19. Macrophage Migration Inhibitor Factor Upregulates MCP-1 Expression in an Autocrine Manner in Hepatocytes during Acute Mouse Liver Injury.

    PubMed

    Xie, Jieshi; Yang, Le; Tian, Lei; Li, Weiyang; Yang, Lin; Li, Liying

    2016-01-01

    Macrophage migration inhibitor factor (MIF), a multipotent innate immune mediator, is an upstream component of the inflammatory cascade in diseases such as liver disease. Monocyte chemoattractant protein-1 (MCP-1), a highly representative chemokine, is critical in liver disease pathogenesis. We investigated the role of MIF in regulating hepatocytic MCP-1 expression. MIF and MCP-1 expression were characterized by immunochemistry, RT-PCR, ELISA, and immunoblotting in CCl4-treated mouse liver and isolated hepatocytes. MIF was primarily distributed in hepatocytes, and its expression increased upon acute liver injury. Its expression was also increased in injured hepatocytes, induced by LPS or CCl4, which mimic liver injury in vitro. MIF was expressed earlier than MCP-1, strongly inducing hepatocytic MCP-1 expression. Moreover, the increase in MCP-1 expression induced by MIF was inhibited by CD74- or CD44-specific siRNAs and SB203580, a p38 MAPK inhibitor. Further, CD74 or CD44 deficiency effectively inhibited MIF-induced p38 activation. MIF inhibitor ISO-1 reduced MCP-1 expression and p38 phosphorylation in CCl4-treated mouse liver. Our results showed that MIF regulates MCP-1 expression in hepatocytes of injured liver via CD74, CD44, and p38 MAPK in an autocrine manner, providing compelling information on the role of MIF in liver injury, and implying a new regulatory mechanism for liver inflammation. PMID:27273604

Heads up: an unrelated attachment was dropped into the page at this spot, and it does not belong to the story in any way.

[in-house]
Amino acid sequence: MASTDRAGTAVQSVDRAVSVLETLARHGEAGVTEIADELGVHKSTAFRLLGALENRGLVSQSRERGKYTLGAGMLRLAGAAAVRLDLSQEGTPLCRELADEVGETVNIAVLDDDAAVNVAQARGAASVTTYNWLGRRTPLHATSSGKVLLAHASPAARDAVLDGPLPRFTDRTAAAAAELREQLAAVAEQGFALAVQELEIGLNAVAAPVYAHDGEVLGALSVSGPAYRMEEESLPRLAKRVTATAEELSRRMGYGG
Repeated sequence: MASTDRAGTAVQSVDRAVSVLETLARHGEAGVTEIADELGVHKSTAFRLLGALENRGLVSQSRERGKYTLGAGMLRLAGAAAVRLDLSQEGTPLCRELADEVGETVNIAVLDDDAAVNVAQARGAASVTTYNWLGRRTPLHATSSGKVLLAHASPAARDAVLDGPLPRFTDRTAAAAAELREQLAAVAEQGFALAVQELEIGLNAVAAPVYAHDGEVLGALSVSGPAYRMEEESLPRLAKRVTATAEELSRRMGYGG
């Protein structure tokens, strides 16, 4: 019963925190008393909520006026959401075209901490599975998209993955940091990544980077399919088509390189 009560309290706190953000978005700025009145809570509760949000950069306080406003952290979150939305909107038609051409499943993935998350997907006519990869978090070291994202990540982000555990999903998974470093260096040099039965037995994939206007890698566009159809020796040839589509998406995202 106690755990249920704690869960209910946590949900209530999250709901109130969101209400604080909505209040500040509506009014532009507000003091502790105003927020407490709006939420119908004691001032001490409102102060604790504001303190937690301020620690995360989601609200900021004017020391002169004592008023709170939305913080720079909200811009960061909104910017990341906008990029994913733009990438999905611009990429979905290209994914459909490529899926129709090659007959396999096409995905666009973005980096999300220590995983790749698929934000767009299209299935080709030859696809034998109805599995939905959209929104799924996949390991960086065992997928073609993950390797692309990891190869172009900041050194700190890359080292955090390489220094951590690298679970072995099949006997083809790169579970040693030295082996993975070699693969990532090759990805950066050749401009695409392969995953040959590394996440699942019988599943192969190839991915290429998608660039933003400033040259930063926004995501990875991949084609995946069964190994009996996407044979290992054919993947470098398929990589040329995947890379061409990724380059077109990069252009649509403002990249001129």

20. Effect of atmospheric fine particles on epidermal growth factor receptor mRNA expression in mouse skin tissue.

    PubMed

    Han, X; Liang, W L; Zhang, Y; Sun, L D; Liang, W Y

    2016-01-01

    We investigated the effect of atmospheric fine particles on epidermal growth factor receptor (Egfr) mRNA expression in mouse skin tissue and explored the effect of atmospheric fine particles on skin aging. Forty female BALB/c mice were randomly divided into four groups (each comprising 10 mice) as follows: a saline control group and low-, medium-, and high-dose atmospheric fine particle groups (1.6, 8.0, and 40.0 mg/kg, respectively) (fine particles were defined as those with a diameter of £2.5 mm, i.e., PM2.5). Each dose group was exposed to intratracheal instillation for 3 days. Twenty-four hours after the last exposure, real-time quantitative polymerase chain reaction was used to detect the expression of Egfr mRNA in the skin tissue of each mouse. The expression levels of Egfr mRNA in the medium- and high-dose PM2.5 groups were significantly higher (P < 0.05) than that in the control group, and were positively correlated with the dose. Medium and high concentrations of PM2.5 can induce the expression of Egfr mRNA and promote skin aging. PMID:27050971